Posted by: malstott | October 1, 2012

Manufacturing for Dummies

Acmestartup has a breakthrough security product. The software bits have lovingly been stuffed in a white box server platform and volumes have been manufactured at a reputable contract manufacturer who just so happens to have designed the basic server. These initial beta boxes will be sent to early adopters of this new breakthrough product. First impressions are everything. It matters what they think. These first users will be the evangelists and the potential investors of this nascent company. Alas, when the product arrives it doesn’t work. What could possibly go wrong? How hard is it to customize an off-the-shelf server and load software and firmware. Apparently it is hard enough that the CEO of Acmestartup has made the resolution of this manufacturing problem his number one priority. When he should be worrying about the next great security algorithm, he is losing sleep over why the box shows up dead on arrival.

Startups and small companies are all about the product and customer and should be. In the same way that these small companies should get professional public relations, accounting and legal advice, these companies should be getting professional manufacturing advice. Some engineers have both development and manufacturing experience but not many of them have ramped products to volume nor have they had to choose partners, negotiate contracts or set up manufacturing processes.  And even if these engineers have had manufacturing experience is it good to divert attention away from the critical path of product development and maturity? When in doubt, hire a professional. Here are a few key pointers for those not in the field.

1. Pick the right manufacturing partner – The right partner has a focus on small companies and they have a good reputation. Ask for references. Talk with your start-up peers with similar products. Make sure that they have some local presence. Don’t rely on a company that is only in asia. You need help close to your development team. Ideally your partner should have some local manufacturing, not just reps close by.

2. Put together a cracker-jack virtual ops team – You probably can’t afford to hire all of the elements of a dynamite operations team but you can piece together experts through consultants and through your contract manufacturing partner. Make sure your collective team is thinking about purchasing, planning (and the systems that go along with the purchasing and planning), customer service, assembly and test, quality, metrics. Yes, you are small and volumes are small but all of these elements could stop you dead as you are ramping.

3. Put a manufacturing geek on the team – Do this early. Embed them with the engineers. Think about the component suppliers and final assembly process early. If possible, have your contract manufacturer supply someone to sit on your team. It is not too early to design for manufacturing if your intention is to supply a quality product to the customer as quickly as possible. Don’t design, build, ship crap, recover or try to recover.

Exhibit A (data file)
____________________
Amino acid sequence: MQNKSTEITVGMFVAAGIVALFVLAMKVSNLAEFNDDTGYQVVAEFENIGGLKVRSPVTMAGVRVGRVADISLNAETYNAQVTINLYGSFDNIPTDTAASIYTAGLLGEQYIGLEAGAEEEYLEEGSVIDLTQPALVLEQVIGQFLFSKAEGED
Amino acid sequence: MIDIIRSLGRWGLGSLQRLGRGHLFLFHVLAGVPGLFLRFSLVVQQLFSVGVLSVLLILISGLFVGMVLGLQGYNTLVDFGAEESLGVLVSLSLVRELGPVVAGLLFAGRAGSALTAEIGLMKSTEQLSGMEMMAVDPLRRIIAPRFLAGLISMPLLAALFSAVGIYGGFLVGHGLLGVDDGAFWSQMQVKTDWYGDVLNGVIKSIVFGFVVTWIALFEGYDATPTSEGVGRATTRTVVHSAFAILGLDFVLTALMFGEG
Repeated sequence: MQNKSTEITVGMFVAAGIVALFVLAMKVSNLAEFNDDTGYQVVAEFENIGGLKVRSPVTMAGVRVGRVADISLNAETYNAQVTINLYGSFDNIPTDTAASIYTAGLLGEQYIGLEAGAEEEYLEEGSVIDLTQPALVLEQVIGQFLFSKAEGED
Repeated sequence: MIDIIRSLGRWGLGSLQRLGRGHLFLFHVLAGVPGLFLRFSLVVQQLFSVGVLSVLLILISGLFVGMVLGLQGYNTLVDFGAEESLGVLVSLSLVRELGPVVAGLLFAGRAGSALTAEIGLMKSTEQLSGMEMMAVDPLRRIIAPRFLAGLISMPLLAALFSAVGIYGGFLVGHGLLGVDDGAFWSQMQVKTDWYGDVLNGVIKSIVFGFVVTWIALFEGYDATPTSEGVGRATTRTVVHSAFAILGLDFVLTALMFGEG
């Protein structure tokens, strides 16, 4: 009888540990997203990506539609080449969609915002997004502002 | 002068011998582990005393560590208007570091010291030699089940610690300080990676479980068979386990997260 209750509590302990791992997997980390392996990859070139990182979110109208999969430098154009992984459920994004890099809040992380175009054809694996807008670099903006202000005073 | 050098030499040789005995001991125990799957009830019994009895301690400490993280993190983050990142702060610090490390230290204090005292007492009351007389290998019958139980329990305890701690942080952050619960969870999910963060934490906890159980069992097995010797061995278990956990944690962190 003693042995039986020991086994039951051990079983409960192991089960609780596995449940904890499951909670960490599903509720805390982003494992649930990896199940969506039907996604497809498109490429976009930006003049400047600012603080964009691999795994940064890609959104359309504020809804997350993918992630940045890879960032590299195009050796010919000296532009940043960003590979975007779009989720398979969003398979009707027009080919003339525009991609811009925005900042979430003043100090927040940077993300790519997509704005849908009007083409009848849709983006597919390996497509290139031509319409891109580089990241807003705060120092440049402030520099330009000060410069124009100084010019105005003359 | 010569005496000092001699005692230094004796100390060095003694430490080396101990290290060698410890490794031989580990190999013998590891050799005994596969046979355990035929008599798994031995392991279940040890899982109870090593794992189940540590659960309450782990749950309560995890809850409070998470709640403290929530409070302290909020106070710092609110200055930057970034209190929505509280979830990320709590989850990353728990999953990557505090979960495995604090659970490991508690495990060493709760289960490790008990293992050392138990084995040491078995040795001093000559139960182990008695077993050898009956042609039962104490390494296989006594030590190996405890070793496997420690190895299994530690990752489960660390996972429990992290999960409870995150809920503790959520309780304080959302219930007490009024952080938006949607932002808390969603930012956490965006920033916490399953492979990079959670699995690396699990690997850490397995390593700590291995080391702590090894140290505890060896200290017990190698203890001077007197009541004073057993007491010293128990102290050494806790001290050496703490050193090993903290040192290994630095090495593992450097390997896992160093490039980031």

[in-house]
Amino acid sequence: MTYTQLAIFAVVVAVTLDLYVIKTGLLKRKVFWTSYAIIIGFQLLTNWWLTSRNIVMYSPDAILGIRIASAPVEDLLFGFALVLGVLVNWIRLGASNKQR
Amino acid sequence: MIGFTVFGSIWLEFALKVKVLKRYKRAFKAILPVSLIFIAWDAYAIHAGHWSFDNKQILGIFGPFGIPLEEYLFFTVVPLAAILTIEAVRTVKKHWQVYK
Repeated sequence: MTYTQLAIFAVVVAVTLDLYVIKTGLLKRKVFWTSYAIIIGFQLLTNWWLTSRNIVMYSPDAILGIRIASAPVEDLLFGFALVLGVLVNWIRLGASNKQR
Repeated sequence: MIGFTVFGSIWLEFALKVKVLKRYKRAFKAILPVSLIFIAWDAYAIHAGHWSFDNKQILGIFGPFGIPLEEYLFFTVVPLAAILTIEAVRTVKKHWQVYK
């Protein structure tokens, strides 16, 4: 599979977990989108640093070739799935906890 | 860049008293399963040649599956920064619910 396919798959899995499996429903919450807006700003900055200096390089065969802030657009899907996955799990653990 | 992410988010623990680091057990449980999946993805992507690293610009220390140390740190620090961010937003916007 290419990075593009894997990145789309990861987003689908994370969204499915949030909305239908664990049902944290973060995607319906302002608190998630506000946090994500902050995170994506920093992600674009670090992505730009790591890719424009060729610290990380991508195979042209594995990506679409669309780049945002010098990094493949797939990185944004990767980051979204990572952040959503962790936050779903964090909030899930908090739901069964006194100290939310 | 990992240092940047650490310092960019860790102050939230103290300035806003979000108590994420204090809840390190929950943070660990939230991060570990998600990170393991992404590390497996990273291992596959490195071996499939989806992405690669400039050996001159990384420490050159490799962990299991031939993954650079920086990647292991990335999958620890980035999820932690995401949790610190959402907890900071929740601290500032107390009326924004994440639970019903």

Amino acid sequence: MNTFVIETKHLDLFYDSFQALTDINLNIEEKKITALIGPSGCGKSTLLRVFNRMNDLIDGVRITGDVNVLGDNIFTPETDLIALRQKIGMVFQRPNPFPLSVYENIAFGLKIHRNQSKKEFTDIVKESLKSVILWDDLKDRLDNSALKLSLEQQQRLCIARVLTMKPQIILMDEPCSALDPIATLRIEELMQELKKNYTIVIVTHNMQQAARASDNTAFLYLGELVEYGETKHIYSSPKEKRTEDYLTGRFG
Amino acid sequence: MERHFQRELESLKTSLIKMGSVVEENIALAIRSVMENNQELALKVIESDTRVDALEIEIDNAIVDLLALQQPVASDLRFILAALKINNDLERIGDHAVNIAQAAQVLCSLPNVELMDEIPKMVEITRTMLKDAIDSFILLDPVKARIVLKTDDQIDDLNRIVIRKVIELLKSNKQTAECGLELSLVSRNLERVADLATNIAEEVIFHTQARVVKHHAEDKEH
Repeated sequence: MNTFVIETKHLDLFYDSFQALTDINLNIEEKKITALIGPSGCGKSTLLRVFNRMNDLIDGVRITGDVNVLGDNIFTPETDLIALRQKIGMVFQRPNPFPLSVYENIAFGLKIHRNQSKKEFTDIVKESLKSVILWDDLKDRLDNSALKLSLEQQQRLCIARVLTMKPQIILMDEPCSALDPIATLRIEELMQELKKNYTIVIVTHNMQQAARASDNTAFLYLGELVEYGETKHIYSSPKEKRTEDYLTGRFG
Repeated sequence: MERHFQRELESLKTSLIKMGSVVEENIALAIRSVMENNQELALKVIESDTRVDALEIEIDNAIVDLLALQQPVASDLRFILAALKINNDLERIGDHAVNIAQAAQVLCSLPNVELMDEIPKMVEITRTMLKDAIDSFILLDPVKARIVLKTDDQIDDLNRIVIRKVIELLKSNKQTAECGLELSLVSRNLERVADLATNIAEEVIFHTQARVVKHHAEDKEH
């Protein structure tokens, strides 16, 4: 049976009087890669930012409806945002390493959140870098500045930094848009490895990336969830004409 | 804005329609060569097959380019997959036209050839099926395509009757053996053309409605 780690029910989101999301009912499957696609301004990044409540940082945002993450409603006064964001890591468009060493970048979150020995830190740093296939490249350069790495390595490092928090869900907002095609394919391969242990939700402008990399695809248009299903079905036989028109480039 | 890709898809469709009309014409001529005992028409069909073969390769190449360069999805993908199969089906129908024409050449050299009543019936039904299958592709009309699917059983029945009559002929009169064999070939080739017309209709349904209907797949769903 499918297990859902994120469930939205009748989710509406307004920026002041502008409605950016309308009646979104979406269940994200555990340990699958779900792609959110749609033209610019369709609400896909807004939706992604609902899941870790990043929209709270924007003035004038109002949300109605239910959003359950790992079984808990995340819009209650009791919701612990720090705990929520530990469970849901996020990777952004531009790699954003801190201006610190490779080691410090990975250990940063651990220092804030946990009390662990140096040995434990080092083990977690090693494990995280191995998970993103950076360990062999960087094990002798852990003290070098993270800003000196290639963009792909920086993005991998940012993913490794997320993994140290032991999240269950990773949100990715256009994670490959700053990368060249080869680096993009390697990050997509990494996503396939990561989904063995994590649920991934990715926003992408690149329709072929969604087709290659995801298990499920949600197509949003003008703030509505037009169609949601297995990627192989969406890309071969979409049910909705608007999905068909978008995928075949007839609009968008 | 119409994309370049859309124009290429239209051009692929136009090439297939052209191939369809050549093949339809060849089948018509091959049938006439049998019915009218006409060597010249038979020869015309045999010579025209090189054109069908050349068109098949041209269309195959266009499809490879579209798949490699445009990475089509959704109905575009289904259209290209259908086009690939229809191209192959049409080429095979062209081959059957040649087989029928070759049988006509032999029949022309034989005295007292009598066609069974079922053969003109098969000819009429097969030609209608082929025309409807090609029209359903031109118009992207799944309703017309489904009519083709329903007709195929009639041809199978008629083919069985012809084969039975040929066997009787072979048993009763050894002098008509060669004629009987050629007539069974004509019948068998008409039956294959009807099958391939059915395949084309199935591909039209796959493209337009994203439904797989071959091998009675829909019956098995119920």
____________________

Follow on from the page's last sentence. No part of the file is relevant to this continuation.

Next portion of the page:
4. Kick the hell out of the product before you ship to a customer –  HALT is Highly Accelerated Life Testing. This test will vary temperature, vibration, voltage levels until the unit fails. In other words, add variation to the process ahead of shipping. If you plan to ship your product any distance, make sure that you know what the product can withstand in terms of temperature and vibration. In addition to HALT testing, if you have multiple suppliers for a component, vary what you load on the board or use in the product and see if you can make the product fail. Ship the product across the country to your mother. See if it arrives ok and have her set it up. This works less well if the product is for the enterprise or for the construction industry but find the analogy (ship to your buddy in an IT department).

5. The devil is in the details – The small things are what get you. This is true for all companies but is particularly dangerous for smaller companies without the resources to recover. Don’t forget about customs, import taxes and regulations. Don’t ignore documentation, labeling, packaging. Watch out for long lead times for components…all it takes is one part that you can’t get fast enough. And finally, consider how you will repair and/or upgrade your product. What is your “reverse supply chain”?

While all of these considerations could seem obnoxious when you are working on a product that solves man’s or woman’s most pressing problems, they can stop you in your tracks or at the least will slow you down enough for the competition to catch up. So, consider manufacturing as a competitive weapon when launching your business. Seamless ramp coupled with highest quality at no cost to time to market should be the goal. It can be done. You aren’t a dummy!

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